The disadvantage with this approach is that you are betting your game on the community continuing to provide user generated content. This can either lead to your game growing, or entering a downward spiral of people leaving because they can’t find anyone to play.

It’s important to remember that even if you focus on the community as your end game content, you still need to be putting out regular updates and keeping the game from growing stale. As we’ve seen with games like Hearthstone, it’s a never-ending battle to keep the Meta from becoming fixed.

Thinking Long-Term:

It’s impossible to predict at the start of a new game’s launch just how well it will be received by consumers; not every game is going to be the next Fortnite. However, that doesn’t mean you can ignore aspects of your game’s design.

Thinking about your game at the high-level is a great way to improve your casual play, because you want to see people go from casual players to core fans. If you’re just repeating the same exact thing from start to finish, you’re not going to be able to keep people engaged when they realize that there’s nothing else to your game.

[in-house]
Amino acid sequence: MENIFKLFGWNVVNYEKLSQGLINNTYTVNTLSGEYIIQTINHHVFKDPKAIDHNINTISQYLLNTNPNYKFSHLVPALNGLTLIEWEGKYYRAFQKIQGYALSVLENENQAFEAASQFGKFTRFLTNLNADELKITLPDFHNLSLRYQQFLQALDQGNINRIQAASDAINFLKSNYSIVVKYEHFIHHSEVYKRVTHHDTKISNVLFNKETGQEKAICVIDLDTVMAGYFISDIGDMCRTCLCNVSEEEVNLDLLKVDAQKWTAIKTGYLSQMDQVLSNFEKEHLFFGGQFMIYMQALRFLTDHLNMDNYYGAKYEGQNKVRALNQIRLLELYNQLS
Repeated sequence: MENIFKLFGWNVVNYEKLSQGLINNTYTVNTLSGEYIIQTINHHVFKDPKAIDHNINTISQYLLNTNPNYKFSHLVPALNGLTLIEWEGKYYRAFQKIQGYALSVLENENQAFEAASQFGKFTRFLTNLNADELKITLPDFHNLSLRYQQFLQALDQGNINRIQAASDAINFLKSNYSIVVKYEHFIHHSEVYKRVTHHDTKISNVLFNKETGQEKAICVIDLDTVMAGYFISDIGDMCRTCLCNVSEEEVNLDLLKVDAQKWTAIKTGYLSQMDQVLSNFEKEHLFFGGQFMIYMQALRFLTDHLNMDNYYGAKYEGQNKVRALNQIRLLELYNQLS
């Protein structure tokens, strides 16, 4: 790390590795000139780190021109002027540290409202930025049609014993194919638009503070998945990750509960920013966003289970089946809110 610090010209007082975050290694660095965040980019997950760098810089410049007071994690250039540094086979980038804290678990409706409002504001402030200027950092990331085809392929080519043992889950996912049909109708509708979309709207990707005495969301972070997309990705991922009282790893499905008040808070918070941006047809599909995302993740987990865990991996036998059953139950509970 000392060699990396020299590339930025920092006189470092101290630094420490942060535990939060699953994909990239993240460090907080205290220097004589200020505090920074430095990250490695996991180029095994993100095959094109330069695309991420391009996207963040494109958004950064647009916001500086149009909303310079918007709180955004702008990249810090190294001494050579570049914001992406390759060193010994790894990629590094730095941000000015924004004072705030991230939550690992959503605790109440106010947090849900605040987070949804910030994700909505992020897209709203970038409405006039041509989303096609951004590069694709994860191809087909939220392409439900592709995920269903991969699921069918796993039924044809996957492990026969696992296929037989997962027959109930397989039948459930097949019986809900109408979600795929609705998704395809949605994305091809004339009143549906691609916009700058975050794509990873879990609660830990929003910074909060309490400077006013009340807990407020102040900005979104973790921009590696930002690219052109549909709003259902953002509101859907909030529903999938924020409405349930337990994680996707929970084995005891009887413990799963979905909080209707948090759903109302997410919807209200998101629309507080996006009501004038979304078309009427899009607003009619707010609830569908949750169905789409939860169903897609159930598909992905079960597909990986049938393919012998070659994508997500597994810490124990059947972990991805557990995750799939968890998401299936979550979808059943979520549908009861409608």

Besides the games mentioned here, can you think of mobile and F2P games that have managed to sustain themselves with continued support?

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About the Author(s)

Josh Bycer


For more than seven years, I have been researching and contributing to the field of game design. These contributions range from QA for professional game productions to writing articles for sites like Gamasutra and Quarter To Three. 

With my site Game-Wisdom our goal is to create a centralized source of critical thinking about the game industry for everyone from enthusiasts, game makers and casual fans; to examine the art and science of games. I also do video plays and analysis on my Youtube channel. I have interviewed over 500 members of the game industry around the world, and I'm a two-time author on game design with "20 Essential Games to Study" and "Game Design Deep Dive Platformers."